charged or earned. The calculation of this amount will require the following information:

1. amount of the investment, which is the principal, “p”

2. rate of interest (rate of return), “i”

3. number of time periods, “n”

For example, we might want to determine the amount of money that we will have in our bank savings

account in 3 years should we deposit $1,000 today, at an annual interest rate of 6%, if compounding is

annual.

The timeline looks like this:

0 1 2 3

$1,000

Prepared by Professor Sandra Daga Page 2 of 16

$1,000 x 1.06= $1,060 $1,060 x 1.06 = $1,123.60 $1,123.60 x 1.06=$1191

The arithmetic determination would be as follows:

-end of year 1 we will have $1000 + ($1000 x 1.06) = $1,060

-end of year 2 we will have $1060 + ($1060 x 1.06) = $1,123.60

-end of year 3 we will have $1123.60 +($1123.60 x 1.06) = $1,191.00

The amount of $1,191 is the future value of $1,000 at 6% per year, compounded annually for 3 years.

This process can be shortened through the use of a formula as follows:

FV = P(1+i)n

For this example, using the formula:

FV = $1,000 (1 + .06)3

= $1,000 (1.191)

= $1,191, which agrees to the arithmetic solution.

Only pages 1-3 are available for preview. Some parts have been intentionally blurred.

Introductory Financial Accounting

Time Value of Money: Accounting & Business Applications

Present Value

The present value is the principal that must be invested at time period zero to produce the known future

amount.

Using the previous example, if a firm desires a return of 6% per year and is promised a future receipt of

$1,191 in 3 years, then we can assume they will invest no more than $1,000 today. The determination of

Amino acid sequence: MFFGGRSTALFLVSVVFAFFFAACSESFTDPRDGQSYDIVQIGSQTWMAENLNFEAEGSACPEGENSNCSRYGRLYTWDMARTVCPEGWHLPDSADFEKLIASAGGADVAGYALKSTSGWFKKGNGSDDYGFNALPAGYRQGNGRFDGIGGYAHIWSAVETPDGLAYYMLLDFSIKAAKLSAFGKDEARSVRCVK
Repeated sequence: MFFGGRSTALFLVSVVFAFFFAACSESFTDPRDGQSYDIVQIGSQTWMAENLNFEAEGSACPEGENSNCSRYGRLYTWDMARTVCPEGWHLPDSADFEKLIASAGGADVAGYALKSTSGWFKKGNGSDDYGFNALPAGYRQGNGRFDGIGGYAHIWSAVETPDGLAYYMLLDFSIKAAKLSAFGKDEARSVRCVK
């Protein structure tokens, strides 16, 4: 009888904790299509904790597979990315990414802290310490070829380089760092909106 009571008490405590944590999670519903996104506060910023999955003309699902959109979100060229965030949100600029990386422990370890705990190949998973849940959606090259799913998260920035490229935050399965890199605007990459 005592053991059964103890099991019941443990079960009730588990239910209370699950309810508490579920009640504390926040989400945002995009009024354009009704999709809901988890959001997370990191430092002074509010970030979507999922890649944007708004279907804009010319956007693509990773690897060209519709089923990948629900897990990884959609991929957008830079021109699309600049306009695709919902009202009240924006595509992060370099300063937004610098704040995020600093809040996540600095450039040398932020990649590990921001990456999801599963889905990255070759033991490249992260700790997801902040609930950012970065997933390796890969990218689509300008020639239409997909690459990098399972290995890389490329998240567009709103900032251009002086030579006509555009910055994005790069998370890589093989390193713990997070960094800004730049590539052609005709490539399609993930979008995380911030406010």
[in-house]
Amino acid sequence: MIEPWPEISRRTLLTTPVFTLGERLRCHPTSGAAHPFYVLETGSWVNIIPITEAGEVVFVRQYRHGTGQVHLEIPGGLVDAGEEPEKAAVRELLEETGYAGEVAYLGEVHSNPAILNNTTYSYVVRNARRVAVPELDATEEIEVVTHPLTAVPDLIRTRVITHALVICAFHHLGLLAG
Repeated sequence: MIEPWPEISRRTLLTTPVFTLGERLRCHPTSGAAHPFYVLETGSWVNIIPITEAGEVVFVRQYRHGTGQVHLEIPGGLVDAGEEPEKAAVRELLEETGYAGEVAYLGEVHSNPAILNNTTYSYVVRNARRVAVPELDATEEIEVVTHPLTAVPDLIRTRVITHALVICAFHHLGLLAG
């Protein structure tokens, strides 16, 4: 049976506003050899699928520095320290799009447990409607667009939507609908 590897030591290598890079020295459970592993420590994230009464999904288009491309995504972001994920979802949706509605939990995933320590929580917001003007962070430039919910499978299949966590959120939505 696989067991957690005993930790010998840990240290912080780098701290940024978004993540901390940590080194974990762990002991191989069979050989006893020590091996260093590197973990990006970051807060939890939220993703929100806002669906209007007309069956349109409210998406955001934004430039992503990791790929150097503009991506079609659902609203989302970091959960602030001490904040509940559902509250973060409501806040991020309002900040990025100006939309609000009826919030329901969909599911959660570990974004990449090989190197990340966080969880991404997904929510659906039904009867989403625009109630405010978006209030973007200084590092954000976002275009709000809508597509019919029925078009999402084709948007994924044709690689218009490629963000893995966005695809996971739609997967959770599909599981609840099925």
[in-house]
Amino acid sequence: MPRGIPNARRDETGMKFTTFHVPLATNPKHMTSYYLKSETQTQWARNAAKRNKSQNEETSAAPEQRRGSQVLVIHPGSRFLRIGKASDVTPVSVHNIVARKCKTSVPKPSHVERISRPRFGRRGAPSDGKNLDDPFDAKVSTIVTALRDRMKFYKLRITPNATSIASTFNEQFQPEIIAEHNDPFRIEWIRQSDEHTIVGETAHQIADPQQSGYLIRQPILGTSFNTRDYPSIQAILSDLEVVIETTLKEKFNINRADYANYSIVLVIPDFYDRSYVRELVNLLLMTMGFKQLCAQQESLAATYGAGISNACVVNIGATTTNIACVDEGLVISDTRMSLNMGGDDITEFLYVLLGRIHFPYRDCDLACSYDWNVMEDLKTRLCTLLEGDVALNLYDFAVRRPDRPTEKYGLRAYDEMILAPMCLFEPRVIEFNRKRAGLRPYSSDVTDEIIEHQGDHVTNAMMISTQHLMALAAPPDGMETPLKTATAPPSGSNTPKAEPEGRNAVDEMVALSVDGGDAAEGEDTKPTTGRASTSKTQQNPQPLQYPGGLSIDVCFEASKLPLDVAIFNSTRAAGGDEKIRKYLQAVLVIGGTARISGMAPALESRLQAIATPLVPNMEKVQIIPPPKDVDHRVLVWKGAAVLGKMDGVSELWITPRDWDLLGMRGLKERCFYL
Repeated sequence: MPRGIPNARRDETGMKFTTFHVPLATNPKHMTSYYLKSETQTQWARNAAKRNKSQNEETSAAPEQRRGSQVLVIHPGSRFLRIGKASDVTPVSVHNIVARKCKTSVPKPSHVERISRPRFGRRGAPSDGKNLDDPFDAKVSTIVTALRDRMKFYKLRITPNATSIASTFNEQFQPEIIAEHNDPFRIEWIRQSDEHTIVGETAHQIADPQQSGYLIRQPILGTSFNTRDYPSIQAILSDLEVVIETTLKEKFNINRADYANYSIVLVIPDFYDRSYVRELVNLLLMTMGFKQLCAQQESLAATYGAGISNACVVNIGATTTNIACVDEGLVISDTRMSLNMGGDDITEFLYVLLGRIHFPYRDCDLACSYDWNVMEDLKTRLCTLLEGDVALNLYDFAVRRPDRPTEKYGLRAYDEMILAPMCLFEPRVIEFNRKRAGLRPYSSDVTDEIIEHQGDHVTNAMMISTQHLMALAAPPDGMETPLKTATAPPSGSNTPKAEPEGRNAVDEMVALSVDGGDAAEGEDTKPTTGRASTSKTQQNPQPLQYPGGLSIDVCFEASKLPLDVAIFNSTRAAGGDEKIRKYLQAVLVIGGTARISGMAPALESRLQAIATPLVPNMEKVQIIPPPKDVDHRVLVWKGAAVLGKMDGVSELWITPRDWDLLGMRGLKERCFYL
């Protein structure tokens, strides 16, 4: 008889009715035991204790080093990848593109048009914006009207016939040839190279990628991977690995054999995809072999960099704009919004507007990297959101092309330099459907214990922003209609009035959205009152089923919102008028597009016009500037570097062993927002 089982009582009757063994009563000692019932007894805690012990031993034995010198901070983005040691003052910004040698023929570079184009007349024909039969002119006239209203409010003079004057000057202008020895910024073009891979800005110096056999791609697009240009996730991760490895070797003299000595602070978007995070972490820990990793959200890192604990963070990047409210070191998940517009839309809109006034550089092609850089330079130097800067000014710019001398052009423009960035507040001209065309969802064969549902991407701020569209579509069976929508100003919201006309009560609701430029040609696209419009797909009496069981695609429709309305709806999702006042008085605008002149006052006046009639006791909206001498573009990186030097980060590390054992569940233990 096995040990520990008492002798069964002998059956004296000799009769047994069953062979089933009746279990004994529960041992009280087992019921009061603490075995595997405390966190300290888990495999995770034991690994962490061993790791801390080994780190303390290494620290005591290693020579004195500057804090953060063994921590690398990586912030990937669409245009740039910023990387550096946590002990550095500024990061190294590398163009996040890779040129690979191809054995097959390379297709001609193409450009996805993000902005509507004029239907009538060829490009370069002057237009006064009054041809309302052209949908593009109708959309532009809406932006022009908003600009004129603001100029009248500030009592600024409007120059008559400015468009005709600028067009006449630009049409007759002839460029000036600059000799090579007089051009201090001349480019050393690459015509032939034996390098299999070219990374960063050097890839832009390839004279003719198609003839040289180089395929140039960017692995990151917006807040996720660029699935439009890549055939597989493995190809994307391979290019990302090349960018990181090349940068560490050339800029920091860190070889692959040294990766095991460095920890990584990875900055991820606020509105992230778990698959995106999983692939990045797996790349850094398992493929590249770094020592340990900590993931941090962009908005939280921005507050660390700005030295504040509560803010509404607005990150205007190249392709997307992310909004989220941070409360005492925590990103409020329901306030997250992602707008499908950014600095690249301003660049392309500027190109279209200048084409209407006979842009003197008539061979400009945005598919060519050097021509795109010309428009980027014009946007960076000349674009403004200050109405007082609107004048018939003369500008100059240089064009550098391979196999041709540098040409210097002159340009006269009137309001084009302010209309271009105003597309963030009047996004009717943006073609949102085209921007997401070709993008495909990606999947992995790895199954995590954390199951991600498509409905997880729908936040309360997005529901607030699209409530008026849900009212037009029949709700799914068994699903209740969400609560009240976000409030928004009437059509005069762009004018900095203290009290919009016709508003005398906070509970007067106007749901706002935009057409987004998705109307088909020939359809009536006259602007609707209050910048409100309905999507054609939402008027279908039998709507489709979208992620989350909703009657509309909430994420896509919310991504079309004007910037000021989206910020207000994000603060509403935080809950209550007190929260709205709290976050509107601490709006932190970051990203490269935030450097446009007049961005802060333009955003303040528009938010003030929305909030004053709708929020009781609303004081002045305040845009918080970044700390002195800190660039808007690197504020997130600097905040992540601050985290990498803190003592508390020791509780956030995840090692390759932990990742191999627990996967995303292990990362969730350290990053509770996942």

present value is a process of discounting, the reverse of the compounding calculations we performed to

find future value. We can then use the following timeline and formula:

The timeline is as follows:

0 1 2 3

? $1,191

Present value (PV) = FV

(1 + i)n

= $ 1,191

(1+.06)3

= $ 1,191

1.191

= $ 1,000

As you can see from the above, present value and future value are reciprocals of one another.

Compound Interest Tables

The present value formula noted need not be used, since tables are available that provide present value

factors.

Table 1 provides the amounts that must be deposited now at a stated rate of interest to equal $1.00 at the

end of a stated number of periods.

Using Table 1 to solve for the present value for the example we have been using, we would refer to the

6% column, using the factor for 3 periods hence, which is (.84). The present value then would be

determined by multiplying the future value by the factor:

PV = $1,191 x .84

= $1,000 (rounded to the nearest dollar)

In our arithmetic solution of future value, we saw that at the end of year 2 we would have $1,123.60.

Using Table 1 to find the present value of this amount, again we would refer to the 6% column, using the

factor for 2 years hence, (.89),

Prepared by Professor Sandra Daga Page 3 of 16